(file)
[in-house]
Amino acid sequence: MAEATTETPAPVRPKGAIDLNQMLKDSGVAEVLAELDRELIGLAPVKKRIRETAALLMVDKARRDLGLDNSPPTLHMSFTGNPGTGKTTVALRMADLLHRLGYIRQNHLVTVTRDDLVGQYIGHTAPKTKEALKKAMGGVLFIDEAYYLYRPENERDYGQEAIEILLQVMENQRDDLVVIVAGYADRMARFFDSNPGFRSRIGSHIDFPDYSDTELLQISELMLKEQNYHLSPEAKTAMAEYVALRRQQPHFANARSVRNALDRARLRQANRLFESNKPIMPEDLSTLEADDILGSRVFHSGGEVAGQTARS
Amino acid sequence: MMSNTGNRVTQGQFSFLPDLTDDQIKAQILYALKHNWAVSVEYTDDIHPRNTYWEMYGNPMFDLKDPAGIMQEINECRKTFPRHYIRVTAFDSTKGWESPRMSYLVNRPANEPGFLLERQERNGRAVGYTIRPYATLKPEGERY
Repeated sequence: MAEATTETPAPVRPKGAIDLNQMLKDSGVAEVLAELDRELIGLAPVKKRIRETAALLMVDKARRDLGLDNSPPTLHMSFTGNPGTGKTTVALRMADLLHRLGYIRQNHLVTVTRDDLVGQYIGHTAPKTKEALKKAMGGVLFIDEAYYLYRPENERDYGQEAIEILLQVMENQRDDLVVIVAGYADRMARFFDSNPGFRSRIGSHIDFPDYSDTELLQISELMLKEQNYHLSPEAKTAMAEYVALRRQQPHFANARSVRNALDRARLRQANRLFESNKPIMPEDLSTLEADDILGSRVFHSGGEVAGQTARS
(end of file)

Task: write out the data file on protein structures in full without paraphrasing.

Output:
[in-house]
Amino acid sequence: MAEATTETPAPVRPKGAIDLNQMLKDSGVAEVLAELDRELIGLAPVKKRIRETAALLMVDKARRDLGLDNSPPTLHMSFTGNPGTGKTTVALRMADLLHRLGYIRQNHLVTVTRDDLVGQYIGHTAPKTKEALKKAMGGVLFIDEAYYLYRPENERDYGQEAIEILLQVMENQRDDLVVIVAGYADRMARFFDSNPGFRSRIGSHIDFPDYSDTELLQISELMLKEQNYHLSPEAKTAMAEYVALRRQQPHFANARSVRNALDRARLRQANRLFESNKPIMPEDLSTLEADDILGSRVFHSGGEVAGQTARS
Amino acid sequence: MMSNTGNRVTQGQFSFLPDLTDDQIKAQILYALKHNWAVSVEYTDDIHPRNTYWEMYGNPMFDLKDPAGIMQEINECRKTFPRHYIRVTAFDSTKGWESPRMSYLVNRPANEPGFLLERQERNGRAVGYTIRPYATLKPEGERY
Repeated sequence: MAEATTETPAPVRPKGAIDLNQMLKDSGVAEVLAELDRELIGLAPVKKRIRETAALLMVDKARRDLGLDNSPPTLHMSFTGNPGTGKTTVALRMADLLHRLGYIRQNHLVTVTRDDLVGQYIGHTAPKTKEALKKAMGGVLFIDEAYYLYRPENERDYGQEAIEILLQVMENQRDDLVVIVAGYADRMARFFDSNPGFRSRIGSHIDFPDYSDTELLQISELMLKEQNYHLSPEAKTAMAEYVALRRQQPHFANARSVRNALDRARLRQANRLFESNKPIMPEDLSTLEADDILGSRVFHSGGEVAGQTARS